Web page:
The combination of that place, and the worshipful procession, and those relics, those icons of the crucifixion—altogether it was like I was transported, drawn more deeply into the story.

I was particularly moved by the juxtaposition in the song between the markers of worldly success—“all the vain things that charm me most”—and the supremely costly love of God, in Jesus, for me.

Yet when I got back home, I lost my courage, and couldn’t overcome my discomfort with the imagery of the song.

So today I found the courage; or perhaps the foolishness to have us sing this in worship. You can tell me later whether it was courageous or foolish.

This juxtaposition that I just spoke of—between the markers of worldly success and the costly love of Jesus—is at the heart of what Paul is getting at when he writes to the Corinthians. And I’ll tell you something: the more I read Paul’s letters to the Corinthians these days, the more I feel like he could be writing to our contemporary United Church.

Often in his letters to this church, Paul is cautioning them, calling them to pull back from their high-minded, lofty pursuit of disembodied wisdom; calling them back to the cross, to poverty, to their humble beginnings; calling them to make common cause with the weak, the lowly, the despised. Those who are well-acquainted with the cross, those who have not been able to rise above it and turn it into a mere symbol.

Paul is anxious to ensure that as the Corinthians develop in their faith, that their faith remains connected, grounded, rooted in the cross. Paul is a big believer in humility, a word that comes from the Latin humus, meaning ground, soil, like the earth Helena brought back from Jerusalem for the floor of the church.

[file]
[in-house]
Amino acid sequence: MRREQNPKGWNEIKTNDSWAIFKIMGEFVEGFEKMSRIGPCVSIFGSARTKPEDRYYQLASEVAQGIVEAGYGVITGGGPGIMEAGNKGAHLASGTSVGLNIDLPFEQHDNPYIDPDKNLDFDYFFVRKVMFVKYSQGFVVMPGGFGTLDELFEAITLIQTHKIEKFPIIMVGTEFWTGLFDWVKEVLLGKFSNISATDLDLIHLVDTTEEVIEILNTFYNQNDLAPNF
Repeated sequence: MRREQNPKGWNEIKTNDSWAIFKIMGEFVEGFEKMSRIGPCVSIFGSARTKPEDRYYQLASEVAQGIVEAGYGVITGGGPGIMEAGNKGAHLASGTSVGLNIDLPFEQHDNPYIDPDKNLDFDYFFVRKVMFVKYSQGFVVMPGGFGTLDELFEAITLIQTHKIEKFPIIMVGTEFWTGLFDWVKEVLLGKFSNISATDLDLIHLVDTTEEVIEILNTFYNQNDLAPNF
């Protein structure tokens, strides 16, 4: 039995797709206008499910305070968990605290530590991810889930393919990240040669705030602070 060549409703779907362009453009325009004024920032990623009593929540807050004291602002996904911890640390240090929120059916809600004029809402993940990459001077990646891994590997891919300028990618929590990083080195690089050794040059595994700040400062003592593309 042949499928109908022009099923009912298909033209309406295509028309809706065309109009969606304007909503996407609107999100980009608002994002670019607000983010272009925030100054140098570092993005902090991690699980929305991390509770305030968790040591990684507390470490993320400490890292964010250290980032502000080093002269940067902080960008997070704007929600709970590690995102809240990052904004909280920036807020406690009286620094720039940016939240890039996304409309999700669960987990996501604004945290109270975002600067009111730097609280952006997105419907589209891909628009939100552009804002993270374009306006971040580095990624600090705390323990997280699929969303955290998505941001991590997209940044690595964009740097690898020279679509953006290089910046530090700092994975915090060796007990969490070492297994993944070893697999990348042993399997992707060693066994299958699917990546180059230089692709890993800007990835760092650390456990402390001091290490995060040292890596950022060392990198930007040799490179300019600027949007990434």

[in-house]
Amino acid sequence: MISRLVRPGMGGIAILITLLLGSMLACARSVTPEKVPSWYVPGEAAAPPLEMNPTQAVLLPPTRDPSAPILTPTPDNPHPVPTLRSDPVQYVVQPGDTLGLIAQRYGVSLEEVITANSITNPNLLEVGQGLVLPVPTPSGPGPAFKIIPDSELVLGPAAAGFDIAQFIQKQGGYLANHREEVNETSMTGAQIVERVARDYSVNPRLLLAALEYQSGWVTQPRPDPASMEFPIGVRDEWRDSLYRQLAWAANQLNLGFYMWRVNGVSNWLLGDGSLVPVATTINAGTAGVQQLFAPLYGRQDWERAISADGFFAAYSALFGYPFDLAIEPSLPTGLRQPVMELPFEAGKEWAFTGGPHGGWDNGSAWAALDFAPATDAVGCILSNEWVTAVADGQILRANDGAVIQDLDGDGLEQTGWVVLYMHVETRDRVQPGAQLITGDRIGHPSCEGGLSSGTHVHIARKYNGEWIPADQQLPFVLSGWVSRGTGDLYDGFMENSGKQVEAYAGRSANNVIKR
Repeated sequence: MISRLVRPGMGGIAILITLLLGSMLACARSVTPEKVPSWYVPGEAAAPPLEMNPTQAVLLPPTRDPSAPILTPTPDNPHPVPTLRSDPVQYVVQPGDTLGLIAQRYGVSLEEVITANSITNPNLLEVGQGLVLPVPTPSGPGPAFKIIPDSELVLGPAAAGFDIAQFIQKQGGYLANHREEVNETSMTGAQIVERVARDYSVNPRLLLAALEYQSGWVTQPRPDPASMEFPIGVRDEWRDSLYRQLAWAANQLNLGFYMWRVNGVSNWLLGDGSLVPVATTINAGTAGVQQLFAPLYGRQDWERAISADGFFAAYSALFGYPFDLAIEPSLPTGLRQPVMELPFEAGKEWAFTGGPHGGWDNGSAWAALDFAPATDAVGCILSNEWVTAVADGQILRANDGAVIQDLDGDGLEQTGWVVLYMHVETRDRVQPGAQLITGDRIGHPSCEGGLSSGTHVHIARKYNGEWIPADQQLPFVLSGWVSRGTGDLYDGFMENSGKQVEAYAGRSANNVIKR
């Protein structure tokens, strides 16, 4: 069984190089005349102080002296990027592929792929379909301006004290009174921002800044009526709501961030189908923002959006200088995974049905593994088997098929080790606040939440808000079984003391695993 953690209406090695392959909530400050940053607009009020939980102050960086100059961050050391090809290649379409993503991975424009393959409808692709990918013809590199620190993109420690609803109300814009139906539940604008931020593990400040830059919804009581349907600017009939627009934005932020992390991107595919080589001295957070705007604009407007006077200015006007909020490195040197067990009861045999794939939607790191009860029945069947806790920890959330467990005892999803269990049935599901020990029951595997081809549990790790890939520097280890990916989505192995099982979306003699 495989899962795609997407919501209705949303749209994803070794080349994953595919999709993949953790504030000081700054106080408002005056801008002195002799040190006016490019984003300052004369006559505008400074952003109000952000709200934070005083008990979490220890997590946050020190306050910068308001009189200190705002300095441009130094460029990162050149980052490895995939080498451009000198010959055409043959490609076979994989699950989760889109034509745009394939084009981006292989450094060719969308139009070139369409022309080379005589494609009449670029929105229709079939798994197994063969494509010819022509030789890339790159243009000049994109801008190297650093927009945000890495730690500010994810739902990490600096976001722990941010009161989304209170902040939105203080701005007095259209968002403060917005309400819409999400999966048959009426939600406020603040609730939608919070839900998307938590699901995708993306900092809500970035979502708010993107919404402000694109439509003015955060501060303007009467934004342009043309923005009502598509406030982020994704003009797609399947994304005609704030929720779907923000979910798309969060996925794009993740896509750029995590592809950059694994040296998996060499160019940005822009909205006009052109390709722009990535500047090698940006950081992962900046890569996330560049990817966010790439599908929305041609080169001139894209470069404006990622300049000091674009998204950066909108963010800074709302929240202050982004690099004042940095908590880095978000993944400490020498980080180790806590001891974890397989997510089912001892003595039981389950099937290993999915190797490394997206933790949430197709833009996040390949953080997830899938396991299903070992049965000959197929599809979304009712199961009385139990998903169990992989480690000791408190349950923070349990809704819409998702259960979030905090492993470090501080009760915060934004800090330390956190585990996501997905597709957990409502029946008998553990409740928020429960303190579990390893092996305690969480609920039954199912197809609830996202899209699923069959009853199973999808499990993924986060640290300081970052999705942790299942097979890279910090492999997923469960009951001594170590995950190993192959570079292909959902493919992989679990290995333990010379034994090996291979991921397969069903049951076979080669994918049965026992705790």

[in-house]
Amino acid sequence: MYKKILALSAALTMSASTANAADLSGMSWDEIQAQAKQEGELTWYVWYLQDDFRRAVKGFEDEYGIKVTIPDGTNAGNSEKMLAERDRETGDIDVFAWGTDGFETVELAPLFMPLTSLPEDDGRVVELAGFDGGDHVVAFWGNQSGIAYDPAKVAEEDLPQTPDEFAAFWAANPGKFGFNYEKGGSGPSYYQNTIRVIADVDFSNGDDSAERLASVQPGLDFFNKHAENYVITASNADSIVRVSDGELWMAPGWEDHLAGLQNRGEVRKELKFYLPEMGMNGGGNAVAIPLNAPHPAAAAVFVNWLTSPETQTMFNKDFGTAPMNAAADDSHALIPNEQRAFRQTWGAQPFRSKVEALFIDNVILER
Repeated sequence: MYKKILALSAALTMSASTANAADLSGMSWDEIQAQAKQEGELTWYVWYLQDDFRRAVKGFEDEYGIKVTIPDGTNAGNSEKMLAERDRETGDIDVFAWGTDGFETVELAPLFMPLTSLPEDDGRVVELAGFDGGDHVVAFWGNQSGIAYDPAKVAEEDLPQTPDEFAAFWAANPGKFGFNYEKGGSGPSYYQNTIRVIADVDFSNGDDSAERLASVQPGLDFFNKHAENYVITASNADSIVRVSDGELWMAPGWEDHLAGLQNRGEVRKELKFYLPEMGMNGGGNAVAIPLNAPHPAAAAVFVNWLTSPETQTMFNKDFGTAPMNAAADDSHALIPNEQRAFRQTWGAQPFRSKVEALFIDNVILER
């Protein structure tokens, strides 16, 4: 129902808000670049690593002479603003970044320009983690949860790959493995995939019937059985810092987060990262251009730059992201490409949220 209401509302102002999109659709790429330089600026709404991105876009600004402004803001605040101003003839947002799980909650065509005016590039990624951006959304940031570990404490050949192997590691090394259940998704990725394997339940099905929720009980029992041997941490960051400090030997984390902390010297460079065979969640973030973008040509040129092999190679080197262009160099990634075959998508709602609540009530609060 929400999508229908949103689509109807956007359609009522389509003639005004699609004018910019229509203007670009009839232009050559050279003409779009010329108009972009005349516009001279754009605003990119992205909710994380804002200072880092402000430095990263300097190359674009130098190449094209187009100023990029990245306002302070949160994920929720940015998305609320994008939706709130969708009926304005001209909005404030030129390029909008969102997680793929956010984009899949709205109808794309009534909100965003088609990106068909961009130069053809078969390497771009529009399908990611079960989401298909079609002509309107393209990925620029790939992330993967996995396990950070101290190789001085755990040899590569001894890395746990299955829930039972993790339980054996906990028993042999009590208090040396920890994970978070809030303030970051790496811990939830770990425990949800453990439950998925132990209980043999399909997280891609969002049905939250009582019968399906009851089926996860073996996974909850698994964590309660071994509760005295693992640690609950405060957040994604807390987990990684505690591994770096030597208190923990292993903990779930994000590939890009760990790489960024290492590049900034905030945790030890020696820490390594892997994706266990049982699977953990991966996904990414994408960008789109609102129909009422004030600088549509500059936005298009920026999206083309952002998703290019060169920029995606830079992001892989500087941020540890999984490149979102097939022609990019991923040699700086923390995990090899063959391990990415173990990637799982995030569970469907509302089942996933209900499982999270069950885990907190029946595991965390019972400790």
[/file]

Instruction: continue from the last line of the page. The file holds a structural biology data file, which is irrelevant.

Paul knows that he is dealing with people immersed in Greek/Gentile culture. This is a culture that prizes wisdom and knowledge; it’s a culture that tends to value the things of the mind over the things of the body; it’s a culture that prizes technology, prosperity, and self-sufficiency. In this setting, spiritual growth is highly valued and it becomes a marker of one’s advancement and status.

This is a culture that has the gruesomeness and humiliation of the cross in its rear view mirror, and is moving away from it at full speed. It’s a lot like us really.

But the danger in all of this forward movement is that it draws us away from the story at the heart of our faith. To put it more plainly, this kind of advancement draws us away from the God that is revealed in Christian Scriptures. Our God is not a god of worldly wisdom, or pie-in-the-sky philosophy. Our God does not wash his hands of the dirt of human existence, but instead puts on flesh and gets into the humus with us. Our God suffers with us, and bleeds with us, and dies for us; goes to hell and back for us. So much does our God love us.

So, why is it important for us to remember this? Last week I was tremendously moved by Tony Kuhn’s testimony as he stood up here and recounted two stories from his life.

The first was the story of how as a boy of twelve, he set out on an ocean voyage in a ship that was tossed about by giant waves, and how he was carried safely to the other side unscathed.